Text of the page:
Reasons to Hope: Palm Oil Alternatives Made Without Deforestation

Environmental organisation Milieudefensie have calculated that every second, around 169 trees are cut down in tropical rainforests.

So the race is on to find a real solution to stop this! Right now, several new technologies are furiously competing with each other to create a healthier, lab-created alternatives to palm oil. Palm oil has been historically grown in the ashes of dead rainforests and consumers DO NOT WANT to be part of that anymore.

Sadly, a multitude of reports from the media and whistle-blowing organisations show how “sustainable” palm oil is a greenwashing lie.

Unlike #greenwashing promises of the @RSPOtweets to stop #deforestation for palm oil – novel solutions made in labs will actually deliver deforestation-free #palmoil alternatives. Should we be cautiously hopeful? Yes! #Boycott4Wildlife

If u want reason to hope, here are synthetic #palmoil alternatives. These will be 100% free of #deforestation – for real! Made from #algae #yeast #microbes, even CO2! Advocate for deforestation-free #palmoil alternatives #Boycottpalmoil #Boycott4Wildlife

Lab-grown alternatives to palm oil provide animal advocates and environmental activists with reasons to be cautiously hopeful for the future of mass-produced supermarket goods like cleaning products, pet food, beauty products, and food – 50% of which contain palm oil.

What can I do?

Until these palm oil free alternatives come onto the market and are used in consumer products, you can help these animals by rejecting the immense corruption, pollution and ecocide of the palm oil industry by boycotting major supermarket brands using palm oil and still benefiting from the greenwashing of “sustainable” palm oil. Here are tips on how to do that.

Clean Food Group

What is it?

UK based start-up producing a local, circular alternative to palm oil, made from natural yeast using a non-GM process in a lab.

Who is behind it?

The Clean Food Group was co-founded by CEO Alex Neves and co-chairman Ed McDermott in 2021. However, the foundational technology was developed over eight years at the University of Bath by Professor of Bioengineering the University of Bath, Chris Chuck. They have so far gained £1.65M in funding.


To make clean, healthier palm oil derivatives that can be used within food or cosmetic formulations. These provide a clear alternative to palm oil grown in the traditional way which causes irrevocable damage to our planet and health.

When will it be used in supermarket goods?

There is no date given, but market launch sounds like it is imminent.

“We are well placed to take the next step on the path of bringing our palm oil alternative to market.

Alex Neves, Co-Founder and CEO of Clean Food Group, EU startups

“Our dependence on palm oil comes at a great environmental cost. We’ve worked over many years to create robust palm oil alternatives that give us a real chance to cut the impact of a range of products. Up until now it has only been possible to produce these products with palm oil and the deforestation, emissions and pollution that comes with that”

Chris Chuck, Clean Food Group Technical Advisor and Professor of Bioprocess Engineering at the University of Bath.

Find out more:

The Clean Food Group

Bath & Somerset Business Exchange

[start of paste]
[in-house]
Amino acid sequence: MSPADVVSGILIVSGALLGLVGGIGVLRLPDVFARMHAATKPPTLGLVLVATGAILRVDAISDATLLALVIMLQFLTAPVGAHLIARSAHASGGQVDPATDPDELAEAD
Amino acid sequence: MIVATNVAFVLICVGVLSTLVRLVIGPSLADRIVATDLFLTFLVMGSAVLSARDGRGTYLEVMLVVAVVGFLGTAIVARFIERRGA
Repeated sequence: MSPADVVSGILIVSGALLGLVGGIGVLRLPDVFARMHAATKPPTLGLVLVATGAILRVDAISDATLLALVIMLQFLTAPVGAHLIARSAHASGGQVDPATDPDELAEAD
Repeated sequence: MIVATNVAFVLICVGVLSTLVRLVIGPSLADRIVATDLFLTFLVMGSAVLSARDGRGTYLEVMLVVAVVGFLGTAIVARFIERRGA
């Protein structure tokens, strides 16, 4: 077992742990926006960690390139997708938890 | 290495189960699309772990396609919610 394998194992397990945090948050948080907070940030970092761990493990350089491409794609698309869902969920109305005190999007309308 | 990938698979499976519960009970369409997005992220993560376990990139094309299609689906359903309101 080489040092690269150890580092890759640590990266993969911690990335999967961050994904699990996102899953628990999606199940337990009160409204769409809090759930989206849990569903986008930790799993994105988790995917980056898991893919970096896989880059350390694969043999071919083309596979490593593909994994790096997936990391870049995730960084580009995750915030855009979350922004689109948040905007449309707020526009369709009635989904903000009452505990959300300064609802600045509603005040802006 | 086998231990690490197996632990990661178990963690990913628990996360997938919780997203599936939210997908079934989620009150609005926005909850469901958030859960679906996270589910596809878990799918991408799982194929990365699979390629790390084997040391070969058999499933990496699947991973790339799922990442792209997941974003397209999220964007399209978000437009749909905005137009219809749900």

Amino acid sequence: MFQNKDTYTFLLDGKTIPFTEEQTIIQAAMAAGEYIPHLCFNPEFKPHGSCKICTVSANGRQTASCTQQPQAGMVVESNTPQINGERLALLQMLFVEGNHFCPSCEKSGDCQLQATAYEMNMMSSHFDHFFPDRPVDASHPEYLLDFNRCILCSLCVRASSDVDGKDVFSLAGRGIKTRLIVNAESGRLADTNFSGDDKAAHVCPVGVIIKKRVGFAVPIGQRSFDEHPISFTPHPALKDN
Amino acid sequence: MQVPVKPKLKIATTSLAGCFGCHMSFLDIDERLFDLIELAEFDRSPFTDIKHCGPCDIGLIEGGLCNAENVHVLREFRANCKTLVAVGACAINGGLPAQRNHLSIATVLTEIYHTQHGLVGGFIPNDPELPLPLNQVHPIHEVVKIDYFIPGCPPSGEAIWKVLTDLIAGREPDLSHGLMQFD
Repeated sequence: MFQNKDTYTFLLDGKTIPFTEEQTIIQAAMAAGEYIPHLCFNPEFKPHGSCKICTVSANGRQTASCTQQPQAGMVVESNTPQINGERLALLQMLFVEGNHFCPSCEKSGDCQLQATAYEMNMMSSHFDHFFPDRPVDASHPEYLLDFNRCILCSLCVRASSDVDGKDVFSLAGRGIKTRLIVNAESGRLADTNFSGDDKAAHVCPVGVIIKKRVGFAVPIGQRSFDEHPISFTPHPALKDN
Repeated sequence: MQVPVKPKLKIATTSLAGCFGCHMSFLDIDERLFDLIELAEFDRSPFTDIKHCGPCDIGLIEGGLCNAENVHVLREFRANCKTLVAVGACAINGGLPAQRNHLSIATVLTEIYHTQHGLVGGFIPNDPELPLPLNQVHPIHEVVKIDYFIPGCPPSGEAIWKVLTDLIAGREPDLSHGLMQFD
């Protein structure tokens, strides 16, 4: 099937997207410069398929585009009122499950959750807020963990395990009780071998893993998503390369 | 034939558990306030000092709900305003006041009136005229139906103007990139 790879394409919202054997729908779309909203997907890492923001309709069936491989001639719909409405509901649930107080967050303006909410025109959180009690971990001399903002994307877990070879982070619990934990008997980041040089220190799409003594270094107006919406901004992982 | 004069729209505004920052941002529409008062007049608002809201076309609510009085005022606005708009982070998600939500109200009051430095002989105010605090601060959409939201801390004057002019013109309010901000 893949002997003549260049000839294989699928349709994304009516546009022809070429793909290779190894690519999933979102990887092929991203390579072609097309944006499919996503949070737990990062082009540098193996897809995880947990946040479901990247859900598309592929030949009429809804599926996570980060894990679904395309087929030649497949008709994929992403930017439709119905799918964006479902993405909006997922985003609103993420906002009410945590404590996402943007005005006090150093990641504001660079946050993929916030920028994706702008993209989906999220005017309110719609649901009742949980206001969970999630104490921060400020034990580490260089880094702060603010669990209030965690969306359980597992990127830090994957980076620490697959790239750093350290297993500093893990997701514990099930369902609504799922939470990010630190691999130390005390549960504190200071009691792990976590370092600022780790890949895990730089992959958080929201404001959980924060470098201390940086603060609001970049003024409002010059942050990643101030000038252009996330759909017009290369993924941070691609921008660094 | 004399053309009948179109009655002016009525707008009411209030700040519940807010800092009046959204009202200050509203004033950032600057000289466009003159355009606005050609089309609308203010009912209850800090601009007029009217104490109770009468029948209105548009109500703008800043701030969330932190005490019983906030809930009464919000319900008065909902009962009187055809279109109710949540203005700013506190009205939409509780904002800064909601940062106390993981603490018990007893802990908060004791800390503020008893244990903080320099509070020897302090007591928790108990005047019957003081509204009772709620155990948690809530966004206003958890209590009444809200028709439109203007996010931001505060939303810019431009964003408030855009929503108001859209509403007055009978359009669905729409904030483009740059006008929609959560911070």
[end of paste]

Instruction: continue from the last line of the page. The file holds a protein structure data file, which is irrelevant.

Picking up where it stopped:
What is it?

NoPalm produces microbial oils to replace the use of palm- and other tropical oils in food, cosmetics, and detergents. The oil is manufactured by fermenting food waste in a circular, environmentally friendly way.

Who is behind it?

A start-up in the Netherlands founded by Lars Langhout and Jeroen Hugenholtz in 2021.


That no forests anywhere in the world continue to be burned down for palm oil plantations.

How is it made?

Oil is produced from rejected vegetables, potato peels or sugar beets that are fermented with oleaginous yeasts. Whereas normally these waste products would be destroyed or thrown away, NoPalm gives waste biomass a second life. The process is similar to brewing beer or winemaking except for the type of yeast used.

“There is no argument as to why palm oil plantations should continue to run in the long-term. We have a solution that’s local, which can leverage local supply chains to produce it, doesn’t require deforestation or transportation to produce it and limits the use of chemicals. Imagine if all companies in the world started using microbial oil instead of palm oil. We could make a real impact and eliminate palm oil in an accelerated way.”

~ NoPalm’s website

When will it be used in supermarket goods?

The team have received initial funding of 1.5 million euro and are looking for more. They anticipate the ingredient will be available in consumer goods within the next few years.

Find out more: Innovation Origins


What is it?

GreenOn is a biotech company producing oils and derivatives that can be used to replace palm oil, coconut oil and animal fats, powered by carbon dioxide, electricity and water.

Who is behind it?

GreenOn is a Swedish biotech start-up founded in 2021 by Annette Cecilia Granéli and Roland Vestergren. Initial funding for the technology comes from palm oil polluter and deforestator (and RSPO member) AAK for their go-to-market commercialisation, they have invested $125K so far.

Inset: The Top Ten Palm Oil Traders with Fires in their Supply Chains in Indonesia, Chain Reaction Research (2019)


“We hope our product technology can relieve the challenges of agricultural production on the environment.”


How is it made?

Their novel ‘Power-to-Food’ concept uses fossil-free electricity, carbon dioxide and water to produce customised saturated fats that can be used in products such as baked foods, cheese, ice cream, chocolate and shortening. Green-On also makes mono and diglycerides that may be used as emulsifiers in food products.

When will it be used in supermarket goods?